Let Unions Beware of the Company They Keep (1935-1945)
More than fifty years ago, in 1891, the New York City electrical workers engaged on outside construction work organized a federal union chartered by the American Federation of Labor. A year later this federal union affiliated itself with the International Brotherhood of Electrical Workers of America (IBEW) and became known as Local 3. Originally, the local limited its membership to electricians engaged on outside construction work but it later merged with Local 261, which consisted of workers doing such inside electrical work as fitting, wiring, and assembling of fixtures. The local worked in close co-operation with the other unions in the building industry, and with the support of these other unions succeeded in securing better conditions for its members and grew in strength and in influence in the construction field in New York City.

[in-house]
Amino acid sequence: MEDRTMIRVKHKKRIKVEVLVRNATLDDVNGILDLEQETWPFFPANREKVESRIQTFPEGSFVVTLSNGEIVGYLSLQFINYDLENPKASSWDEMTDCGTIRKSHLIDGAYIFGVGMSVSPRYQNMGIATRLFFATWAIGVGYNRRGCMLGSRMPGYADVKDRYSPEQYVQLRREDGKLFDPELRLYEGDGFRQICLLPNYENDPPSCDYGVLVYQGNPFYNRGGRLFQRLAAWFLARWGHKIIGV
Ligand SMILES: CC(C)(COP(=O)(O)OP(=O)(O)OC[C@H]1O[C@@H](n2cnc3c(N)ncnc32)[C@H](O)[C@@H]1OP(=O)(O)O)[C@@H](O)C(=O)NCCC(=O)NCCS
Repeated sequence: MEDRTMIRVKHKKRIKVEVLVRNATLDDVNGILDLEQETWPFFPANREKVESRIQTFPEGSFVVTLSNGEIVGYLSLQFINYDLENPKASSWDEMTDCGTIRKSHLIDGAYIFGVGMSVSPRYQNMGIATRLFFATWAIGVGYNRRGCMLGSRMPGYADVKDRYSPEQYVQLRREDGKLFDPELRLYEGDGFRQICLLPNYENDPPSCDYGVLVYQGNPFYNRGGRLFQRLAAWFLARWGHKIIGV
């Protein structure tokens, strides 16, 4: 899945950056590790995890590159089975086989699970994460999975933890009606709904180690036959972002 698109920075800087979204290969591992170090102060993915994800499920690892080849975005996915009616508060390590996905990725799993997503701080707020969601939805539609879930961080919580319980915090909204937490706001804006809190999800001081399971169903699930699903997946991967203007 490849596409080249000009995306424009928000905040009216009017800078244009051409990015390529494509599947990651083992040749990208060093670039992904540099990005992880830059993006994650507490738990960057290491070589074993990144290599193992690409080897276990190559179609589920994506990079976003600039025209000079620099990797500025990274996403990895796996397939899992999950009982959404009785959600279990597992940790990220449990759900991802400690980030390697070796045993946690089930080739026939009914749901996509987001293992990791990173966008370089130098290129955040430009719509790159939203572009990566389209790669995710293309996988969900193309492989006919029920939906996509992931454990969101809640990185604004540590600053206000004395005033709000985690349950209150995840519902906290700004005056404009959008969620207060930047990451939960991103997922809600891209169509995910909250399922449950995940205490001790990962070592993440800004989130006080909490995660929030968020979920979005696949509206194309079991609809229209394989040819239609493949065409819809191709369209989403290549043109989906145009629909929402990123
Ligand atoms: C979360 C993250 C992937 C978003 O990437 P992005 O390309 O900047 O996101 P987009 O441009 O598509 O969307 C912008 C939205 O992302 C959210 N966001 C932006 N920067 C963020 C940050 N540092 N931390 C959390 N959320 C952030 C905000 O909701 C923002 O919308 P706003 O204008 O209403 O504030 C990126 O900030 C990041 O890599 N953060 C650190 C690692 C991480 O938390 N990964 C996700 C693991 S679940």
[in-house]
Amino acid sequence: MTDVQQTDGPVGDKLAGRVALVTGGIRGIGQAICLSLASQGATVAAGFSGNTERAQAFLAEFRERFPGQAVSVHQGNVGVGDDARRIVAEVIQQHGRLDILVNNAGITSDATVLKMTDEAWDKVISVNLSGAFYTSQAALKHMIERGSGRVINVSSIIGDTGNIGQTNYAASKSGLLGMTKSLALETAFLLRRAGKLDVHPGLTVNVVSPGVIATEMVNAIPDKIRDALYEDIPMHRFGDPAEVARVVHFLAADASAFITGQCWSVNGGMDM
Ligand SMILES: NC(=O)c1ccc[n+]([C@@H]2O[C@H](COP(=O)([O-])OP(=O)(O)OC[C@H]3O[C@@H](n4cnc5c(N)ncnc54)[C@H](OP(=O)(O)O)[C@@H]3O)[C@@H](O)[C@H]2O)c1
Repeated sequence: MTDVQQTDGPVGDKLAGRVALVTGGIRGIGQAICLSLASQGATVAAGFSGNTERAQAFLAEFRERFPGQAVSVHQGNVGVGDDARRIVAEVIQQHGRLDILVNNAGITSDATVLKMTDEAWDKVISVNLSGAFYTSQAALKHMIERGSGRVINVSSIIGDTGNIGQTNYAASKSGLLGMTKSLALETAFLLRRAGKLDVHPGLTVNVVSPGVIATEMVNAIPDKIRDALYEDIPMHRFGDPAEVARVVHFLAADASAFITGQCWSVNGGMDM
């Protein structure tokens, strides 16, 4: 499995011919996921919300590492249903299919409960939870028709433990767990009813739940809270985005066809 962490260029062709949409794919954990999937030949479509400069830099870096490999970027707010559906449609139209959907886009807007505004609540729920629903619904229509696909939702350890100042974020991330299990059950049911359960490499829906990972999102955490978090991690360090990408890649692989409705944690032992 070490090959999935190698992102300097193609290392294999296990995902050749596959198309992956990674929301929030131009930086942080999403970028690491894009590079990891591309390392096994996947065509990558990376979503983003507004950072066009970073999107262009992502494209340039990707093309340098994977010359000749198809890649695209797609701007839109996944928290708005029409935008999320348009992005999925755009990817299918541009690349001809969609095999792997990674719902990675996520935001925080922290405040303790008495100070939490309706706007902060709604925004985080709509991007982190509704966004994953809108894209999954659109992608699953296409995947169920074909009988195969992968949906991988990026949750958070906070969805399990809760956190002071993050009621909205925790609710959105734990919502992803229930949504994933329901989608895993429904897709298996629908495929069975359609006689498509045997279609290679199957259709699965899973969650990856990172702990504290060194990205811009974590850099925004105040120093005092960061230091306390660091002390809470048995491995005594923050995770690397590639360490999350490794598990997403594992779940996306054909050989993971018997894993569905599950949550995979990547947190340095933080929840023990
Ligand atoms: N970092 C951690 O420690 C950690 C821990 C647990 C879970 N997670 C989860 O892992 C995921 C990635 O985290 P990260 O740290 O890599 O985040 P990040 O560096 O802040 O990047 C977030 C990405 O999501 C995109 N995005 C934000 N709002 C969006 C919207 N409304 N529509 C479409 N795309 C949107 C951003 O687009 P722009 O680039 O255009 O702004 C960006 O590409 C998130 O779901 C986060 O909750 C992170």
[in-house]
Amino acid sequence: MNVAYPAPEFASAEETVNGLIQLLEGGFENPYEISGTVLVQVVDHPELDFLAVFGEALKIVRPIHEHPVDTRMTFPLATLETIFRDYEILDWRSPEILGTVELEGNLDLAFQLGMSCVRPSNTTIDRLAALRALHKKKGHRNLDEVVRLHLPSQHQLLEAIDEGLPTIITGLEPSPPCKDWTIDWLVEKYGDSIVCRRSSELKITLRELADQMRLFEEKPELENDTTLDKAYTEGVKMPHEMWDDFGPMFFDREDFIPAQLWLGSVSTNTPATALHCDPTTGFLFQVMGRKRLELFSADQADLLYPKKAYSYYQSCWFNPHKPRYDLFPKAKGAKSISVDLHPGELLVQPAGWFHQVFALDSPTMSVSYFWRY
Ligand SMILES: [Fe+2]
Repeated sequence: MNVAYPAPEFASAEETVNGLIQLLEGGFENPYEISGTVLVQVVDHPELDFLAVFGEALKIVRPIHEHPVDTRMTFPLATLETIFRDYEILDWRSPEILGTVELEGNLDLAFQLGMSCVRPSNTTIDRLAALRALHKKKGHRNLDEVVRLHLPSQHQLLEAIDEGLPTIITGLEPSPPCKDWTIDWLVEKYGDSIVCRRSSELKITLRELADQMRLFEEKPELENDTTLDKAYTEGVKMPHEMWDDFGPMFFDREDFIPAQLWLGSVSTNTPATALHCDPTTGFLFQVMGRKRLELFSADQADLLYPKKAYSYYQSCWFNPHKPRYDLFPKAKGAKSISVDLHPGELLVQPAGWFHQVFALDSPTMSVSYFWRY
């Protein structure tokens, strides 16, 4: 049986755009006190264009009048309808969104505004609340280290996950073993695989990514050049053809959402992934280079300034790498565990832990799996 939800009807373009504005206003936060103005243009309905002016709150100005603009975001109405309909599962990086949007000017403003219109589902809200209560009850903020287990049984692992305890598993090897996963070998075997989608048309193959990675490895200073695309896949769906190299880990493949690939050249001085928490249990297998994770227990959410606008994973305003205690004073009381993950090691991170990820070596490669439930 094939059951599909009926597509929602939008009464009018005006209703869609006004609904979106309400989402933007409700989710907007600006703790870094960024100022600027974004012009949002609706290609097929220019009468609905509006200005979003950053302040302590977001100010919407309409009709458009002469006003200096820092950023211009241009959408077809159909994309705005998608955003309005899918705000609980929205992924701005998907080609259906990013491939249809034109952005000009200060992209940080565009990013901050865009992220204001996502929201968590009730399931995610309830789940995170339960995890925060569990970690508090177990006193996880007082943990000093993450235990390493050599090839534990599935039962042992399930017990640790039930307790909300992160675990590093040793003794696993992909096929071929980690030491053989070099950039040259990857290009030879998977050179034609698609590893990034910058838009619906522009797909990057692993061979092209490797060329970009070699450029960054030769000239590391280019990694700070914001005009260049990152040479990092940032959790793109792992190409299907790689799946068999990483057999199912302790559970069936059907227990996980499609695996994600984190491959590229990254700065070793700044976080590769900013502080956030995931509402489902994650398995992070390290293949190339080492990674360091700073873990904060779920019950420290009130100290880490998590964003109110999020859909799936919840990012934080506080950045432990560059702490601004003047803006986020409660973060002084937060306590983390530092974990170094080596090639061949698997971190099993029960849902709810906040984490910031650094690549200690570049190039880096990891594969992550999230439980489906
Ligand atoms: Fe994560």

In 1932 the union's collective agreement with the electrical contractors in New York City expired. At the time the building industry in New York City was suffering acutely from the general economic depression in the country. There was a great deal of unemployment, but in spite of unfavorable economic conditions the union made new demands as a condition of the renewal of its agreement. As was to be expected, this met with great opposition. The employers resisted not only the new demands but the union itself. In fact, the members of the Electrical Contractors' Association locked out the Local 3 members, promoted an "independent" union, hired "detec-